Brad and I did a day tour of the Great Ocean Road the other weekend with Go West. We saw a lot! It was a pretty fast paced tour, not a lot of time to get out and explore areas. However, if you have a limited timeline, as in only one day, we were pretty happy with it.
The coast was amazingly beautiful, as you can see from a picture of the twelve apostles I took. There are crazy crazy rock formations. These were just some of the many we saw.
There was also a short trek through a beautiful rainforest. It’s hard to believe there is a rainforest in an area as dry as this. There were lots of amazing tree ferns and craggy, monster looking trees.
If you have time I highly reccommend taking 2-3 days to see the Great Ocean Road, but if you only want to spare a day, Go West was pretty good. Our guide could have used a few more jokes, but you can’t win them all!
Meerkat Manor! Kinda
Brad and I went to the Melbourne Zoo not too long ago. We were able to see a slew of native animals; Kangaroos, Wombats, and even a platypus! There was also lots of non-native species. I saw lions, gorillas, elephants, and meerkats (which were the cutest, see pictures).
I’m a bit on the fence about zoos. I’m not for keeping animals in unnatural, tiny settings, not letting them hunt and socialize like they do in nature. I remember going to the Oaklawn Farm Zoo in Nova Scotia for a biology class. They boast the world’s largest lion. As in weight. This lion was seriously overweight. It was sad to see. And this was on the main sign going into the zoo!
However, many zoos have animals that were rescued and can’t be released. This is often the case with birds. Other zoos really focus on pushing the message of conservation. “Hey Kids, love the river otters? Help protect our rivers!”, etc. I was really impressed with the aquarium in Shanghai, which I felt had a great focus on conservation.
As for the Melbourne Zoo, there was some conservation issues addressed, but nearly as much as I would have like to have seen.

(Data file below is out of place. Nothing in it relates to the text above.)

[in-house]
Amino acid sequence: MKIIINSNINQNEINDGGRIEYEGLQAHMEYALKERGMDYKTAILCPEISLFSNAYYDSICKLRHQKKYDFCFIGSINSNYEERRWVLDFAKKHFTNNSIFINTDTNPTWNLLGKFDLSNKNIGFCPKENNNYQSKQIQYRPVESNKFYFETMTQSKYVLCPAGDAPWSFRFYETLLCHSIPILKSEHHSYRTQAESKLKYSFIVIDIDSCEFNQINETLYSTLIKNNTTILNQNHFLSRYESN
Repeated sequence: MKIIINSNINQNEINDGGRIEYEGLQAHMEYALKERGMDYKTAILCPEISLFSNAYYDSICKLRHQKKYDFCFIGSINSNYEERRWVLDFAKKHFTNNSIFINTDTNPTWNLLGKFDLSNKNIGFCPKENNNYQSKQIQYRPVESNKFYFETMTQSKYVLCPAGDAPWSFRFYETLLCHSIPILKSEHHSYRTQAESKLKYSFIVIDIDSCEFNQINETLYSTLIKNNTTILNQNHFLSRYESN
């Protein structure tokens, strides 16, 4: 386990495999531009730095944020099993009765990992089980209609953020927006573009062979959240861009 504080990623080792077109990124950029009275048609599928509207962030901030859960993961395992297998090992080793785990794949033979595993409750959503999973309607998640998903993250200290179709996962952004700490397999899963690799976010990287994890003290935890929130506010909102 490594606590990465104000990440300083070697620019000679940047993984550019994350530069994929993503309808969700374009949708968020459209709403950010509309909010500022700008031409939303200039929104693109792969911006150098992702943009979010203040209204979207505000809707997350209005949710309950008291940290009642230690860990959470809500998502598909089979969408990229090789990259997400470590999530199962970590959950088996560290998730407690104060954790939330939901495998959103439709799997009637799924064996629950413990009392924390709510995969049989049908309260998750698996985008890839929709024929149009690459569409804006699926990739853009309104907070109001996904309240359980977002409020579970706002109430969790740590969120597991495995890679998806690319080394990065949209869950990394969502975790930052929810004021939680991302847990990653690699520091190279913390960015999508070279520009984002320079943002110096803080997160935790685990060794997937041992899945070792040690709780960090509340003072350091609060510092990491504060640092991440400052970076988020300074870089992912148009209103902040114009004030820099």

So next time you make a Sunday trip to the zoo, think about what the zoo means for the animals and maybe decide not to visit those zoos without a rescue/conservation emphasis. Support things that are good for animals and good for the environment!
Roos and an Emu!
Blurry fire-damaged areas on the Huma highway
The other weekend we drove from Melbourne to Canberra. Along the way we went through the areas affected by the recent bushfires that have been burning for weeks. It was really amazing to see.
The area we saw seemed massive, and we only saw the damage on the sides of the highway. It went on for kilometres. As you can see from the blurry picture taken from the car window. the trees still have leaves but the ground is black and nothing is growing below the tree canopy. You could see houses that had survived, with blackened groud all around, right beside spaces that had one been a house but now there was nothing left.
I have never seen anything like it. You could tell just how hot and fast the fire burned. I couldn’t imagine being one of the people who stayed to protect their home or the people trying to escape seeing the fire front chasing after their vehicle.
Australia is not taking climate change well. Twelve years into this drought, bushfires and water shortages happen all the time. There’s flooding in the north. I didn’t really realize how bad it was when I was living in Canada. Why hasn’t Australia become the poster nation for climate change? Why aren’t Australia’s, who should be some of the most aware of the danagers of climate change, taking more steps to slow it down? They’re great about saving water, but they should be banging down the door of the rest of the world shouting “Hello! A little help here?” They should have solar panels on every roof! They should have pulled out all the stops years ago. I did see an ad on TV the other day saying a vegetarian diet will help reduce GHGs. Now that would never be allowed to air in Canada…would it Stephen Harper?